Your pediatrician should be able to refer you to a pediatric psychologist who can assist you in determining how to intervene if it is a behavioral issue. A psychologist can design a positive behavior program for you and your husband to implement that will be based on rewards and incentives to reinforce the desirable target behavior (using the toilet). The psychologist can also do an evaluation to determine why this might be happening. With soiling and voiding problems, it is best to get professional help rather than trying to manage them yourself for two reasons. One is that these issues cause a lot of stress for both parent and child, and can snowball into huge issues. Second, this behavior is likely to respond well to treatment from someone who knows what they are doing.

I would not necessarily chalk this up to an aggressive behavior, though I am sure it is very provocative for you. Urinating outside of the toilet is not commonly associated with ODD/CD. Typically kids with ODD or compulsions are anxious about germs and soiling, and would only be likely to avoid the toilet if they have a fear of being contaminated. If he is not avoiding the toilet for bowel movements, then this is probably not related to a germ anxiety, fear of falling in, or fear of the loud flushing sound that bothers some children.

I could see the urination as a compulsive behavior if there was some ritual around it (such as the child believing he has to do so at specific times of day, or if a particular event happens such as a specific commercial coming on TV). Compulsions come with an irresistible anxiety around not being able to do the behavior. In  this case, it would look like him becoming very upset about the idea of not being able to urinate on the rug. Compulsions are associated with anxiety. They typically occur when a child is anxious. The child is generally aware that the behavior is not appropriate, but he can not resist the urge to perform it. Not being able to perform the compulsory behavior is associated with a sense of dread for the child (e.g. if I don't touch the light switch three times, then something bad will happen to me).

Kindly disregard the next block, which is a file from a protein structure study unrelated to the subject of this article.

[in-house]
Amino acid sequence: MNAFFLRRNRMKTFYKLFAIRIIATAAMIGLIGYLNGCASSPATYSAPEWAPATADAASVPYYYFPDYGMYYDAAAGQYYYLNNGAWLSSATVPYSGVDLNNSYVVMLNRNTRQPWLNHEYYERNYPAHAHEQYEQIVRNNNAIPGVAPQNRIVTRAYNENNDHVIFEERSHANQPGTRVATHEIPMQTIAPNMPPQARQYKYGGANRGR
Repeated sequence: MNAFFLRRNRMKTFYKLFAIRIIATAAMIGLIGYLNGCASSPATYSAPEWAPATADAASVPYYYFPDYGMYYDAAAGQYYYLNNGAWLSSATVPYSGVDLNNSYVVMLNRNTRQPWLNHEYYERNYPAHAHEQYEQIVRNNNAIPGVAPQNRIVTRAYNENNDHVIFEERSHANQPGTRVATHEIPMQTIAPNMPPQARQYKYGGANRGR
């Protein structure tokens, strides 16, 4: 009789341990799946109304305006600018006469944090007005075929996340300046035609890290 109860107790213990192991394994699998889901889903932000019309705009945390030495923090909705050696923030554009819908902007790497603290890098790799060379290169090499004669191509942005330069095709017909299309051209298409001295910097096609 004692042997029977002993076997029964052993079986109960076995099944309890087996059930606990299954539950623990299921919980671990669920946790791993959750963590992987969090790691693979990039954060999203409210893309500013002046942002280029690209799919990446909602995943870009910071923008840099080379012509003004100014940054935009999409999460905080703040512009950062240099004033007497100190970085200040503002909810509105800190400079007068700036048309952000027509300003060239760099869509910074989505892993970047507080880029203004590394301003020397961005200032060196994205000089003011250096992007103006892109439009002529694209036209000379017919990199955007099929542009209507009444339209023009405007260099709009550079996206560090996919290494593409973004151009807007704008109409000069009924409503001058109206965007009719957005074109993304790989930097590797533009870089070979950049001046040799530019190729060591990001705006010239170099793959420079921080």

So between now and when you speak with the pediatirican, I would back off from trying to intervene behaviorally and collect some data. Keep track of any changes in your son's behavior or mood. Take note of how well he is eating and sleeping. Note when the urination occurs, how often, and how much urine there seems to be (a sprinkle? a full bladder's worth?). Note if your son complains of any physical pain such as burning urination or urgency to urinate. Note if his urine seems cloudy, smelly or even a little bloody. Keep track of if this is happening at school. Ask the teacher if there is anyting going on that might have increased yoru son's stress level at school, ask her to watch over him for a couple days and report back to you.

Until you know that this is behavioral, you should hold off on consequences or having him write in his journal. I would even not discuss it for a couple of days and see if that helps a bit. If it is behavioral, it is much more likely to be driven by his anxiety (bright children are often more anxious than same aged peers) and not aggression. Keep in mind that punishing or interrogating an anxious child is likely to make the situation much worse, so go with a light touch for a while.

Best wishes for you and your carpet!
Rebecca
Disclaimer: This post was written for informational purposes only. It is never intended to replace face-to-face medical or psychological care. This post is not intended to create a patient-clinician relationship, nor to give or rule-out a specific diagnosis.
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Rebecca Resnik, PsyDBlank
MindWell Clinical Psychology
Bethesda, MD